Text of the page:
Eight Democratic state attorneys general sued the Trump administration Wednesday to try to overturn a policy that repealed certain protections for migratory birds.
At issue is a December 2017 legal memo, in which Daniel Jorjani, the Interior Department’s principal deputy assistant solicitor, said the agency would no longer punish people or companies for harming or killing birds under the Migratory Bird Treaty Act in “incidental” ways.
Jorjani’s policy repealed a January 2017 memo by the Obama administration that said incidental harms would be prosecuted. The Obama-era policy was opposed by numerous industries like oil refineries and wind energy companies.
The attorneys general, led by New York, say the Trump policy also overturned years of precedent regarding the law's enforcement, in addition to the plain meaning of the law.
“In yet another giveaway to special interests at the expense of our states, the Trump administration has gutted the Migratory Bird Treaty Act — eliminating longstanding prohibitions on injuring or killing over 300 species of migratory birds that provide critical ecological, scientific, and economic value to New York,” New York Attorney General Barbara Underwood (D) said in a statement.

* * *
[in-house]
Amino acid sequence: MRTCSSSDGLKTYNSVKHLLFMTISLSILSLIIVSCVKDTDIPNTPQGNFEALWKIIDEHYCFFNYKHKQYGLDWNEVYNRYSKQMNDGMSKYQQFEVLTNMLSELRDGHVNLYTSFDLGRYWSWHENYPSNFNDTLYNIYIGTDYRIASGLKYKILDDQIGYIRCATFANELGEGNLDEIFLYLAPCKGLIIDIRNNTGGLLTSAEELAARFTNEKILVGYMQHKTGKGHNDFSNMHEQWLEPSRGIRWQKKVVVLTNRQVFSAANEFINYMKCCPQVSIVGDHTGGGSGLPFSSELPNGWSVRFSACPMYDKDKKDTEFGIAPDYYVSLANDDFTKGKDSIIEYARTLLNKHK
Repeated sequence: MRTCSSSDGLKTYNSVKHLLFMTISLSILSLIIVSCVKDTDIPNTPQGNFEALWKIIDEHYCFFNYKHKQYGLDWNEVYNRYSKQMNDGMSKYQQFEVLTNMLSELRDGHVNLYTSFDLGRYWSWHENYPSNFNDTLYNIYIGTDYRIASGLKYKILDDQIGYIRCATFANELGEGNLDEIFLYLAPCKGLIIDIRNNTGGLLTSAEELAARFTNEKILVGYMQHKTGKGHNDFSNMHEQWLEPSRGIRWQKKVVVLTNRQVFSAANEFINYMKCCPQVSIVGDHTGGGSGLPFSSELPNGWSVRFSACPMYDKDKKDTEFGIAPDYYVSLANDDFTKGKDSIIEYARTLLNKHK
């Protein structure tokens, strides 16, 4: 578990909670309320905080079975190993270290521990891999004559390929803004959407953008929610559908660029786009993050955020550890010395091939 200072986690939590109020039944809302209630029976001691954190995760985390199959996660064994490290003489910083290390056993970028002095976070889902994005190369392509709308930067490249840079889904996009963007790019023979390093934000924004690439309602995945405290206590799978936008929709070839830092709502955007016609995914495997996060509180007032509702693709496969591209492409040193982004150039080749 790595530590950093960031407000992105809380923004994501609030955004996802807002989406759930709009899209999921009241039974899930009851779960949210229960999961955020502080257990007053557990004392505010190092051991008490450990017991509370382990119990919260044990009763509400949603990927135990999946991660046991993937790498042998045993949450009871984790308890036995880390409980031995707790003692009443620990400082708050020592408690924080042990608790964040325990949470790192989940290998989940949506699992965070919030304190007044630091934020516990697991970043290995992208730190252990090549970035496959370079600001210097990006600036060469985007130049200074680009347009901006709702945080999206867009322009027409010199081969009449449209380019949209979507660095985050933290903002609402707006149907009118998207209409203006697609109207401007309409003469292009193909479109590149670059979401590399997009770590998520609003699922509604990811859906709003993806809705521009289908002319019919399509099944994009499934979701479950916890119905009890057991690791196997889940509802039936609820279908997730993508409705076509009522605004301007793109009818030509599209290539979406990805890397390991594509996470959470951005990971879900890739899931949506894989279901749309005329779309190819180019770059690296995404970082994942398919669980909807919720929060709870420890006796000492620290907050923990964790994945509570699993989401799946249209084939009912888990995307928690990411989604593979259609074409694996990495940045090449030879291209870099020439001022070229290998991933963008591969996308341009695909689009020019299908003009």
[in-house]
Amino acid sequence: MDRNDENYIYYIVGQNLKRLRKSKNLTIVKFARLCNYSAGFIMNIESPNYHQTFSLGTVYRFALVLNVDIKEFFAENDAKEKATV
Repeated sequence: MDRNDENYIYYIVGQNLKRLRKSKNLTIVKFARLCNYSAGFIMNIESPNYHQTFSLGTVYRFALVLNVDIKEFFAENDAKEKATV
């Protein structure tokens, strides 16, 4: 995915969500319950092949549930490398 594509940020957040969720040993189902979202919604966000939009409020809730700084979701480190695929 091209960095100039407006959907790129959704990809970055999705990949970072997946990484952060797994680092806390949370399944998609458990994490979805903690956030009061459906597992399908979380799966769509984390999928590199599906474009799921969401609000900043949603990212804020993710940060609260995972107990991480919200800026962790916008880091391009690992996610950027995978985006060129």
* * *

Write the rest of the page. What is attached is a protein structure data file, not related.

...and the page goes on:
The attorneys general, which represent California, Illinois, Maryland, Massachusetts, New Jersey, New Mexico and Oregon, filed their case in the Manhattan-based District Court for the Southern District of New York.
Conservation groups led by the National Audubon Society already sued in May, in the same court, to overturn the Trump policy. The Justice Department, representing Interior, said it plans to ask the court to dismiss the case.